Frontier Psychiatrist

Bored to Death – A Review of The Pale King

Posted on: May 11, 2011

David Foster Wallace, 1962-2008

The new David Foster Wallace novel sounds like the dullest book of all time. Subject: taxes. Major characters: IRS employees. Setting: Peoria, Illinois. Plot: Minimal. Violence: Minimal. Sex: A blowjob buried in a footnote. Major theme: Boredom. Length: 538 pages, plus addenda.[1]

Nevertheless, The Pale King is a masterpiece.[2] Its 50 chapters intersperse “a portrait of bureaucracy” at the IRS with traumatic tales of adolescence and supernatural stories that include ghosts, psychics, and a boy’s quixotic quest to kiss every spot on his body. With layers of malaise, wit, irony, and earnestness, the novel finds depth in banality and meditates on the human condition, the fact that “we’re all less than a million breaths away from an oblivion more total than we can ever bring ourselves to even try to imagine.”

The Pale King was unfinished at the time of Wallace’s suicide in 2008. And while the book is both bulky and baggy, it is also surprisingly cohesive. This is a testament to the efforts of Wallace’s editor and friend Michael Pietsch, as well as the author’s ability to unify fragmentary narratives, as he did in Infinite Jest, the 1996 novel that made him a star. And of course, there is the magic of publication. Once a work is between two covers, it feels official, even if there are thousands of pages of documents left for scholars to study and debate what Wallace might have intended had he lived to finish the book.

To get a sense of this dark, labyrinthine, and encyclopedic novel, imagine if Kafka, Borges, and Thomas Pynchon teamed up to write a season of The Office.[3] Like Infinite Jest,[4] The Pale King has multiple narrators, a fragmented nonlinear storyline, extensive footnotes, paragraph-length sentences, encyclopedic detail, and obscure vocabulary, as well as a barrage of technical tax jargon and insider IRS idioms. While labeled a novel, The Pale King blends techniques of fiction, journalism, and autobiography. As Wallace writes in an Author’s Forward that appears (bizarrely) on page 66, the book is based on his stint as an entry-level IRS employee in 1985 and is “more like a memoir than any kind of made up story.”

Two of the most memorable sections are 100-page chapters that read as self-contained novellas.  In the first, Chris Fogle recalls his nihilistic and “wastoid” youth fueled by drugs, alcohol and “romantic narcissism.” But the party doesn’t last. Inspired by a hard-nosed professor and the grisly death of his father, Fogle chooses the straight and narrow path of adult responsibility and gets a job at the IRS.[5]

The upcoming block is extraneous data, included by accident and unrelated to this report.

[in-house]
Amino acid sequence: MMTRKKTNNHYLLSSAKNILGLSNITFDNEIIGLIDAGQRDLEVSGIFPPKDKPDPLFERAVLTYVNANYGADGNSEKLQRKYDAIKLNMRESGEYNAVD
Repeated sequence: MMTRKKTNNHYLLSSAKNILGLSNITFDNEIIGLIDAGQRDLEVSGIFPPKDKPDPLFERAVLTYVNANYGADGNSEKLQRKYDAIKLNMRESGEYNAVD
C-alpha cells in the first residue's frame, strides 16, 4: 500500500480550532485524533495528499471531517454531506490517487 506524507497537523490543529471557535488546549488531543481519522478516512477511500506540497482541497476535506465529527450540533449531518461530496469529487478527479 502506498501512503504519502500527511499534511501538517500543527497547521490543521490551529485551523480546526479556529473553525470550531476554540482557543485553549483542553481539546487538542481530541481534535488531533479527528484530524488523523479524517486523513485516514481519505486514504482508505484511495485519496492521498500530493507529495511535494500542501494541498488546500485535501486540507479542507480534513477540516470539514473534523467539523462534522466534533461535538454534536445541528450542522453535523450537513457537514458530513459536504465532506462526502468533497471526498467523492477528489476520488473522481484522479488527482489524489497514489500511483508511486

The second is a pas de deux[6] between two IRS colleagues: the office sexpot and the office dullard. Set at a bar during happy hour, the scene hums with sexual tension, as the woman details her romance with an orderly during her stay at a mental institution.[7]

Elsewhere, Wallace focuses on the pain of youth. One heartbreaking chapter features a comically geeky teenage boy and his social ostracism.[8] Another details a teen whose anxiety makes him sweat profusely, which only makes him more anxious. Another details a young couple’s unplanned pregnancy crisis.[9]

What ultimately unifies this novel is its obsession with the concept of boredom. In his depiction of life at the IRS, Wallace portrays boredom as a crusher of souls, the curse of corporate life, the price of adulthood. As one character notes:  “Routine, repetition, tedium, monotony, ephemeracy, inconsequence, abstraction, disorientation, boredom, angst, ennui –these are the true hero’s enemies, and make no mistake, they are fearsome indeed. For they are real.”

Yet boredom also emerges as a kind of poetry, as evidenced by the care with which Wallace details the tedium of life at the IRS branch in Peoiria. And throughout, The Pale King implies parallels between the careers of IRS examiners and writers.  Both professions require making narratives from seemingly random data and sitting “very still at a desk and working on something in a very concentrated way for years on end.”

Of course, Americans fear boredom. Witness our desire for constant stimulation, our addiction to electronic devices, our obsession with the constant connectivity and endless entertainment of online social networks and virtual reality.  An astute observer of the American psyche, Wallace suggests that the real enemy isn’t boredom per se, but what boredom masks (or fails to mask). As he writes: “Maybe dullness is associated with psychic pain because something that’s dull or opaque fails to provide enough stimulation to distract people from some other, deeper type of pain that is always there.”